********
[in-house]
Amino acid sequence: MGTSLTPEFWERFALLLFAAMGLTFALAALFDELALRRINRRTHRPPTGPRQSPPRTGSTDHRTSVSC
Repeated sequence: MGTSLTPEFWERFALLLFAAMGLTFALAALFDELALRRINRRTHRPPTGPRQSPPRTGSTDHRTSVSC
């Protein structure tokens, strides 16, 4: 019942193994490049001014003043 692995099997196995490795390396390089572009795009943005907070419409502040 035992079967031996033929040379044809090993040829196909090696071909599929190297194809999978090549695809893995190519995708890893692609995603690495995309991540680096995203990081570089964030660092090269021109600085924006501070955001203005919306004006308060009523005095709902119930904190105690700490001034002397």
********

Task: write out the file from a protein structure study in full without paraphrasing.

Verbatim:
[in-house]
Amino acid sequence: MGTSLTPEFWERFALLLFAAMGLTFALAALFDELALRRINRRTHRPPTGPRQSPPRTGSTDHRTSVSC
Repeated sequence: MGTSLTPEFWERFALLLFAAMGLTFALAALFDELALRRINRRTHRPPTGPRQSPPRTGSTDHRTSVSC
């Protein structure tokens, strides 16, 4: 019942193994490049001014003043 692995099997196995490795390396390089572009795009943005907070419409502040 035992079967031996033929040379044809090993040829196909090696071909599929190297194809999978090549695809893995190519995708890893692609995603690495995309991540680096995203990081570089964030660092090269021109600085924006501070955001203005919306004006308060009523005095709902119930904190105690700490001034002397």